• Education Director
    Jennifer Nutting – ELECTED
  • Sub-District Director 5
    Matt Harrington – ELECTED
  • Sub-District Director 7
    Elizabeth Weinberg
  • Sub-District Director 8
    John Goldfarb – ELECTED
  • At-Large Director
    David Greene – ELECTED

 

Now that most of these Neighborhood Council members are elected we face the biggest hurdles yet:

  1. Getting the HHPNC, ASNC, GCPNC to endorse pedestrian crosswalks, curb ramps, LAUSD outreach, along with a protected bike lane running the length of North Figueroa Street
  2. Mobilizing bike lane supporters for the upcoming May 8, 2014 “community meeting” (another entertaining fiasco in the making) being held by Councilman Gil Cedillo at Nightingale Middle School at 6 p.m.
  3. Mobilizing bike lane supporters for a Highland Park bike lane meeting in June

The majority of the North Figueroa Street bike lane project runs through Council District 1, overseen by Gil Cedillo. Whether or not Councilman Cedillo is swayed by any of this remains in the air. All of the work behind Figueroa For All, and much of what the LACBC’s RideFigueroa has done as well, has been to convince him that bike lanes, crosswalks, curb ramps, pedestrianizing several intersections, and coordination with local schools is worthy of his approval.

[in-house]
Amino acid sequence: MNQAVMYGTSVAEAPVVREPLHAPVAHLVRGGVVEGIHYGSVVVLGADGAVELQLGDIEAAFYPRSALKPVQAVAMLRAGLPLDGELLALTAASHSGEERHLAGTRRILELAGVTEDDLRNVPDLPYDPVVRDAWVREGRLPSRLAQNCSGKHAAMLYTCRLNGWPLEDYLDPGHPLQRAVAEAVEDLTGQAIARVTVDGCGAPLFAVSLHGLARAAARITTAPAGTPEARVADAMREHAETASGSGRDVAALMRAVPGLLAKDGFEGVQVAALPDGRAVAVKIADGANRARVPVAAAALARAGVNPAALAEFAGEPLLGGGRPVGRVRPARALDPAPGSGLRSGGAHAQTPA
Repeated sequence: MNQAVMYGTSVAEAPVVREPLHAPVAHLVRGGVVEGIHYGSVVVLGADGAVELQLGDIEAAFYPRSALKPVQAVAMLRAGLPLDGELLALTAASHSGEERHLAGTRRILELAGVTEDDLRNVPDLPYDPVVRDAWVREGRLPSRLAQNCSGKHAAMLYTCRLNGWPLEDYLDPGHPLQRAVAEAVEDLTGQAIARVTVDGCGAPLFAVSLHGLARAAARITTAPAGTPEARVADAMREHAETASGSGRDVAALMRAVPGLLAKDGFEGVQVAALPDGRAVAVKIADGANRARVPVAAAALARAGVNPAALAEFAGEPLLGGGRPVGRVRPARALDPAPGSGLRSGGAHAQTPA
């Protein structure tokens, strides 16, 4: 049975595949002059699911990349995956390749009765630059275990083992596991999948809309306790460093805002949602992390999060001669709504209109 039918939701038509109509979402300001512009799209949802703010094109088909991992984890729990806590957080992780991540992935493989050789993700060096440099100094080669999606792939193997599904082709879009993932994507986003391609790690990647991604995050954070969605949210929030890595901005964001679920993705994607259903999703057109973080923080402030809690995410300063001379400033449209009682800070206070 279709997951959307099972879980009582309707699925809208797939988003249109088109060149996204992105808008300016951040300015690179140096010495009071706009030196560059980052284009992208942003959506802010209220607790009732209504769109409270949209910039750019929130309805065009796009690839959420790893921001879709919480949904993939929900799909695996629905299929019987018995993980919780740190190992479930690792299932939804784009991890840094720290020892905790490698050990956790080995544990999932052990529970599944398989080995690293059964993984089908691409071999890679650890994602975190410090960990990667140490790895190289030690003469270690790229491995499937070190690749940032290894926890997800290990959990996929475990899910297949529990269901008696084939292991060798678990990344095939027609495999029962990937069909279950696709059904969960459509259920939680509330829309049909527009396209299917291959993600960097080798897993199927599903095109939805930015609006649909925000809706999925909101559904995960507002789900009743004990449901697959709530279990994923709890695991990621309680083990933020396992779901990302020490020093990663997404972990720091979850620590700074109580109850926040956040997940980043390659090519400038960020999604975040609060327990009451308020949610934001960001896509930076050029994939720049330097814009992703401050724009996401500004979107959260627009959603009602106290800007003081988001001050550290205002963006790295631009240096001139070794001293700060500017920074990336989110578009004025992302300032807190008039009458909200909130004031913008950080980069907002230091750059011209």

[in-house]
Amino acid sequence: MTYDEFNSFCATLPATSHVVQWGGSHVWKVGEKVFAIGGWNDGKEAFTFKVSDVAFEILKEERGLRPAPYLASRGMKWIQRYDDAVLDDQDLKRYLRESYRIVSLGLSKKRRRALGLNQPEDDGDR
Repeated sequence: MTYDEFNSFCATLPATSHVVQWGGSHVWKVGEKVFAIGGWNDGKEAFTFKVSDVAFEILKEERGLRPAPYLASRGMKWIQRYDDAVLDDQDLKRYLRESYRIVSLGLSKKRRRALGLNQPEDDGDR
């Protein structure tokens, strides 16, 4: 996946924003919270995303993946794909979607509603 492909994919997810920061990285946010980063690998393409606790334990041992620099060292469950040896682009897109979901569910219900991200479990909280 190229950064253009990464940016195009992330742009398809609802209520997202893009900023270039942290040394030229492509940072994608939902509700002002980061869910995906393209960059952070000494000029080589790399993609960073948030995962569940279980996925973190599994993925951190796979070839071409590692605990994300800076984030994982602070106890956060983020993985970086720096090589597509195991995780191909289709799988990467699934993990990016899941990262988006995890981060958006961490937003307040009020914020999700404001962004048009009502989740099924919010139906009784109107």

It is unknown whether Councilman Cedillo will stamp out protected bike lanes on North Figueroa Street. His listed “alternative” for the project is worse than doing nothing, and shows a desire to make the project worse for bike riders and pedestrians alike instead of adding positive things to it. His district staff often wince whenever we bring up this issue with them – there is clearly something larger happening in his office with this issue, beyond his self-stated desire to “hear from the community”. These large meetings turn into vitriolic echo chambers for bike lane opponents, their small numbers of shrill complaints holding more emotional sway than the typically polite and well-researched remarks made by kids, parents, seniors, business owners, commuters, students and the like in favor of bike lanes.

A small taste of victory with these “Bike the Vote” results, but will it matter? That remains to be seen. Keep your eyes on the prize, folks, and I hope to see you at the next public meeting on the matter on Thursday, May 8, 2014 at Nightingale Middle School at 6 p.m.